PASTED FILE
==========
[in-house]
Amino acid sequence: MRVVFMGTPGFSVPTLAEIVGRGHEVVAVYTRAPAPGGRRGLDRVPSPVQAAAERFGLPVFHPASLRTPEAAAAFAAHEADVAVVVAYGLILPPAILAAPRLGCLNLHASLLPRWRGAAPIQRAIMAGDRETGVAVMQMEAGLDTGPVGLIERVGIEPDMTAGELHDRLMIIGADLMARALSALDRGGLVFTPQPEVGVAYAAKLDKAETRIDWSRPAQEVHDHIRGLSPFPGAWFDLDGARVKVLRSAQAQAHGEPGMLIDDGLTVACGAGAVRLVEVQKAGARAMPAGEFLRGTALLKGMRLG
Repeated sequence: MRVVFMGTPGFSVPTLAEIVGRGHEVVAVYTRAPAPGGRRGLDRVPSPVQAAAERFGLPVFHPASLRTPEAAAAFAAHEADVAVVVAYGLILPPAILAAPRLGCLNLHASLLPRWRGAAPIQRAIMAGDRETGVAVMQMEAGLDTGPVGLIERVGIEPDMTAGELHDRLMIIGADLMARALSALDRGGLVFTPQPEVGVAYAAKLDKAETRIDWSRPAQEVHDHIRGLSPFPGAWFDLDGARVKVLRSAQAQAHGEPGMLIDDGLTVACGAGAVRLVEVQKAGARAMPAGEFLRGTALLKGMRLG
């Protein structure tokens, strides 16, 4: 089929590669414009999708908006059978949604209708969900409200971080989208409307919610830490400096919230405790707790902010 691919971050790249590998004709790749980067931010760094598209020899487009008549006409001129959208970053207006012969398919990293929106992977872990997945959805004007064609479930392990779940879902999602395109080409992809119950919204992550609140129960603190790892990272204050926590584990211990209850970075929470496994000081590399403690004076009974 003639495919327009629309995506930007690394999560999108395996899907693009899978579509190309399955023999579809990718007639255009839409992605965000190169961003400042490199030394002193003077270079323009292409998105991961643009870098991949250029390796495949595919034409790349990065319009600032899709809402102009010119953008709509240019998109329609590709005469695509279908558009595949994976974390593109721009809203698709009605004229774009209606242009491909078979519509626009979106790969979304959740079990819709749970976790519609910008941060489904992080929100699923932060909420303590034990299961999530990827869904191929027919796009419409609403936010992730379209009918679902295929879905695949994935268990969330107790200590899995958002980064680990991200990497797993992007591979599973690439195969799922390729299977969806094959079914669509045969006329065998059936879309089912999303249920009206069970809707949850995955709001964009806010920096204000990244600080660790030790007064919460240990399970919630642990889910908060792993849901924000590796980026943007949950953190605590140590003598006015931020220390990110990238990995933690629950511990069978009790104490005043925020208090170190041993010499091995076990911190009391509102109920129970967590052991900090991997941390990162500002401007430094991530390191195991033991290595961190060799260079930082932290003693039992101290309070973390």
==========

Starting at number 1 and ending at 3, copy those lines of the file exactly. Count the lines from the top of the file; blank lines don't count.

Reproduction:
[in-house]
Amino acid sequence: MRVVFMGTPGFSVPTLAEIVGRGHEVVAVYTRAPAPGGRRGLDRVPSPVQAAAERFGLPVFHPASLRTPEAAAAFAAHEADVAVVVAYGLILPPAILAAPRLGCLNLHASLLPRWRGAAPIQRAIMAGDRETGVAVMQMEAGLDTGPVGLIERVGIEPDMTAGELHDRLMIIGADLMARALSALDRGGLVFTPQPEVGVAYAAKLDKAETRIDWSRPAQEVHDHIRGLSPFPGAWFDLDGARVKVLRSAQAQAHGEPGMLIDDGLTVACGAGAVRLVEVQKAGARAMPAGEFLRGTALLKGMRLG
Repeated sequence: MRVVFMGTPGFSVPTLAEIVGRGHEVVAVYTRAPAPGGRRGLDRVPSPVQAAAERFGLPVFHPASLRTPEAAAAFAAHEADVAVVVAYGLILPPAILAAPRLGCLNLHASLLPRWRGAAPIQRAIMAGDRETGVAVMQMEAGLDTGPVGLIERVGIEPDMTAGELHDRLMIIGADLMARALSALDRGGLVFTPQPEVGVAYAAKLDKAETRIDWSRPAQEVHDHIRGLSPFPGAWFDLDGARVKVLRSAQAQAHGEPGMLIDDGLTVACGAGAVRLVEVQKAGARAMPAGEFLRGTALLKGMRLG